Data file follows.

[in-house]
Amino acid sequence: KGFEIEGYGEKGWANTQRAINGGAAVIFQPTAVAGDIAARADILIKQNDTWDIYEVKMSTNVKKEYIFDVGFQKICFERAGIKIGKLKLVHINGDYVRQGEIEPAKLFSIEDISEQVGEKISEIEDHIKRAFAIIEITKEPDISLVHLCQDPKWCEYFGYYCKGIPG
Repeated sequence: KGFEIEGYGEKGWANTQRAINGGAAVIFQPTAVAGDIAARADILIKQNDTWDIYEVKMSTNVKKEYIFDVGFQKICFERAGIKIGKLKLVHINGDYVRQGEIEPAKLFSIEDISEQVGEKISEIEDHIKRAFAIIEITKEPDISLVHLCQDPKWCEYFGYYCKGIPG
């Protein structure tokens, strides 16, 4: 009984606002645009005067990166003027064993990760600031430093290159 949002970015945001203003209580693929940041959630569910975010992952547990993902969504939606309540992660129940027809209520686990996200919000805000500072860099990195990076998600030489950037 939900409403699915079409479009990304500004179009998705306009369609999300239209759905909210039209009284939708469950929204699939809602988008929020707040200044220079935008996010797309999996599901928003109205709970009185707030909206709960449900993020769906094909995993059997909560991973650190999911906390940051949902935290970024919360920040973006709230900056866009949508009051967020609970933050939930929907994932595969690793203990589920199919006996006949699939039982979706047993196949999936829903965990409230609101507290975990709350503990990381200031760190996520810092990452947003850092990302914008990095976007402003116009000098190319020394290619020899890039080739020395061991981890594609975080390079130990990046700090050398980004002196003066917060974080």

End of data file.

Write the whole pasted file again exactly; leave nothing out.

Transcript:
[in-house]
Amino acid sequence: KGFEIEGYGEKGWANTQRAINGGAAVIFQPTAVAGDIAARADILIKQNDTWDIYEVKMSTNVKKEYIFDVGFQKICFERAGIKIGKLKLVHINGDYVRQGEIEPAKLFSIEDISEQVGEKISEIEDHIKRAFAIIEITKEPDISLVHLCQDPKWCEYFGYYCKGIPG
Repeated sequence: KGFEIEGYGEKGWANTQRAINGGAAVIFQPTAVAGDIAARADILIKQNDTWDIYEVKMSTNVKKEYIFDVGFQKICFERAGIKIGKLKLVHINGDYVRQGEIEPAKLFSIEDISEQVGEKISEIEDHIKRAFAIIEITKEPDISLVHLCQDPKWCEYFGYYCKGIPG
């Protein structure tokens, strides 16, 4: 009984606002645009005067990166003027064993990760600031430093290159 949002970015945001203003209580693929940041959630569910975010992952547990993902969504939606309540992660129940027809209520686990996200919000805000500072860099990195990076998600030489950037 939900409403699915079409479009990304500004179009998705306009369609999300239209759905909210039209009284939708469950929204699939809602988008929020707040200044220079935008996010797309999996599901928003109205709970009185707030909206709960449900993020769906094909995993059997909560991973650190999911906390940051949902935290970024919360920040973006709230900056866009949508009051967020609970933050939930929907994932595969690793203990589920199919006996006949699939039982979706047993196949999936829903965990409230609101507290975990709350503990990381200031760190996520810092990452947003850092990302914008990095976007402003116009000098190319020394290619020899890039080739020395061991981890594609975080390079130990990046700090050398980004002196003066917060974080």